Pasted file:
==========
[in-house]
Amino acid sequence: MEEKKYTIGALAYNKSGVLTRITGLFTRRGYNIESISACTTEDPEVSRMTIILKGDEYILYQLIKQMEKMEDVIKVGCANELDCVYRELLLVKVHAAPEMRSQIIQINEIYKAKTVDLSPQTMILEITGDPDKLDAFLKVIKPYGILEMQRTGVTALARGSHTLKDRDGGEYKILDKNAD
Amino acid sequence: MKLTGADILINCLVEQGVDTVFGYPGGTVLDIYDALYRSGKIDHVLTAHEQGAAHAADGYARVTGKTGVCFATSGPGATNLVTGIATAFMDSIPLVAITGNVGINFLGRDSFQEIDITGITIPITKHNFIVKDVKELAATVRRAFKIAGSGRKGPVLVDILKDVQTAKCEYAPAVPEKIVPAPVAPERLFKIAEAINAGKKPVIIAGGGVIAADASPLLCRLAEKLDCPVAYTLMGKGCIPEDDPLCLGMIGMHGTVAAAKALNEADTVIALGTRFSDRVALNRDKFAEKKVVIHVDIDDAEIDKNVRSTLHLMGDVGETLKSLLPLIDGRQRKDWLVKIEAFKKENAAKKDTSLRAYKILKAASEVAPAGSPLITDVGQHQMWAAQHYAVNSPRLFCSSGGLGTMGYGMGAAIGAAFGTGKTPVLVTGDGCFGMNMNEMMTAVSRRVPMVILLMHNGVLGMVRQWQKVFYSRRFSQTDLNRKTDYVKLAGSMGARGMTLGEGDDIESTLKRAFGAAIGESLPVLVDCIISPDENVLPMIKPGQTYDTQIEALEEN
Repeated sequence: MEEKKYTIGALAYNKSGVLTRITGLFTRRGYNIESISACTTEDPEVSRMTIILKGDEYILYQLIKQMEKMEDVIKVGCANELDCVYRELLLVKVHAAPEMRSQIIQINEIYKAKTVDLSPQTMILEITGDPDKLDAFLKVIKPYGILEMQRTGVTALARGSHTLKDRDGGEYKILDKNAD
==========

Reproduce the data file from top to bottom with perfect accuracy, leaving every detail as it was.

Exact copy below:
[in-house]
Amino acid sequence: MEEKKYTIGALAYNKSGVLTRITGLFTRRGYNIESISACTTEDPEVSRMTIILKGDEYILYQLIKQMEKMEDVIKVGCANELDCVYRELLLVKVHAAPEMRSQIIQINEIYKAKTVDLSPQTMILEITGDPDKLDAFLKVIKPYGILEMQRTGVTALARGSHTLKDRDGGEYKILDKNAD
Amino acid sequence: MKLTGADILINCLVEQGVDTVFGYPGGTVLDIYDALYRSGKIDHVLTAHEQGAAHAADGYARVTGKTGVCFATSGPGATNLVTGIATAFMDSIPLVAITGNVGINFLGRDSFQEIDITGITIPITKHNFIVKDVKELAATVRRAFKIAGSGRKGPVLVDILKDVQTAKCEYAPAVPEKIVPAPVAPERLFKIAEAINAGKKPVIIAGGGVIAADASPLLCRLAEKLDCPVAYTLMGKGCIPEDDPLCLGMIGMHGTVAAAKALNEADTVIALGTRFSDRVALNRDKFAEKKVVIHVDIDDAEIDKNVRSTLHLMGDVGETLKSLLPLIDGRQRKDWLVKIEAFKKENAAKKDTSLRAYKILKAASEVAPAGSPLITDVGQHQMWAAQHYAVNSPRLFCSSGGLGTMGYGMGAAIGAAFGTGKTPVLVTGDGCFGMNMNEMMTAVSRRVPMVILLMHNGVLGMVRQWQKVFYSRRFSQTDLNRKTDYVKLAGSMGARGMTLGEGDDIESTLKRAFGAAIGESLPVLVDCIISPDENVLPMIKPGQTYDTQIEALEEN
Repeated sequence: MEEKKYTIGALAYNKSGVLTRITGLFTRRGYNIESISACTTEDPEVSRMTIILKGDEYILYQLIKQMEKMEDVIKVGCANELDCVYRELLLVKVHAAPEMRSQIIQINEIYKAKTVDLSPQTMILEITGDPDKLDAFLKVIKPYGILEMQRTGVTALARGSHTLKDRDGGEYKILDKNAD